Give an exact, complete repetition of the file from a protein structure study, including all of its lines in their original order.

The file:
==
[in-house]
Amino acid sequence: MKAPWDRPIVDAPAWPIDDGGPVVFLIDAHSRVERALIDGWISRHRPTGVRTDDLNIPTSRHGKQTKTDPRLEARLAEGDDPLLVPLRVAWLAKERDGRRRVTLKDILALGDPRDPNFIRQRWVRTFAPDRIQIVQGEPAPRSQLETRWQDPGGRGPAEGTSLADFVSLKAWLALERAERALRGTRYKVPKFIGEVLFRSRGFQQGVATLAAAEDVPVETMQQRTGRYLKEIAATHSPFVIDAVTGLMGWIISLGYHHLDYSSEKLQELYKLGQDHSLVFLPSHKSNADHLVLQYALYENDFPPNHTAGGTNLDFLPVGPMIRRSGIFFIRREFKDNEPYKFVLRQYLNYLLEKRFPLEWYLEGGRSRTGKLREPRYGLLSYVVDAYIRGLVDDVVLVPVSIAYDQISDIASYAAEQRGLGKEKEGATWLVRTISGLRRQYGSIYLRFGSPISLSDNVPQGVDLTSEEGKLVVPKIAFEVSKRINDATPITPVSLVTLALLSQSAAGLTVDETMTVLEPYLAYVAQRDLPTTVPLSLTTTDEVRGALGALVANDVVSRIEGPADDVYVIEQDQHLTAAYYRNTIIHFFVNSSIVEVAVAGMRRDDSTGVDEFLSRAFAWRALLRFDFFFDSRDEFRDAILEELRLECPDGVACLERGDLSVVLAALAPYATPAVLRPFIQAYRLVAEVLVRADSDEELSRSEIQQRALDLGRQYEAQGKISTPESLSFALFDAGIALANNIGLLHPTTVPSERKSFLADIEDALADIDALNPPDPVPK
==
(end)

[in-house]
Amino acid sequence: MKAPWDRPIVDAPAWPIDDGGPVVFLIDAHSRVERALIDGWISRHRPTGVRTDDLNIPTSRHGKQTKTDPRLEARLAEGDDPLLVPLRVAWLAKERDGRRRVTLKDILALGDPRDPNFIRQRWVRTFAPDRIQIVQGEPAPRSQLETRWQDPGGRGPAEGTSLADFVSLKAWLALERAERALRGTRYKVPKFIGEVLFRSRGFQQGVATLAAAEDVPVETMQQRTGRYLKEIAATHSPFVIDAVTGLMGWIISLGYHHLDYSSEKLQELYKLGQDHSLVFLPSHKSNADHLVLQYALYENDFPPNHTAGGTNLDFLPVGPMIRRSGIFFIRREFKDNEPYKFVLRQYLNYLLEKRFPLEWYLEGGRSRTGKLREPRYGLLSYVVDAYIRGLVDDVVLVPVSIAYDQISDIASYAAEQRGLGKEKEGATWLVRTISGLRRQYGSIYLRFGSPISLSDNVPQGVDLTSEEGKLVVPKIAFEVSKRINDATPITPVSLVTLALLSQSAAGLTVDETMTVLEPYLAYVAQRDLPTTVPLSLTTTDEVRGALGALVANDVVSRIEGPADDVYVIEQDQHLTAAYYRNTIIHFFVNSSIVEVAVAGMRRDDSTGVDEFLSRAFAWRALLRFDFFFDSRDEFRDAILEELRLECPDGVACLERGDLSVVLAALAPYATPAVLRPFIQAYRLVAEVLVRADSDEELSRSEIQQRALDLGRQYEAQGKISTPESLSFALFDAGIALANNIGLLHPTTVPSERKSFLADIEDALADIDALNPPDPVPK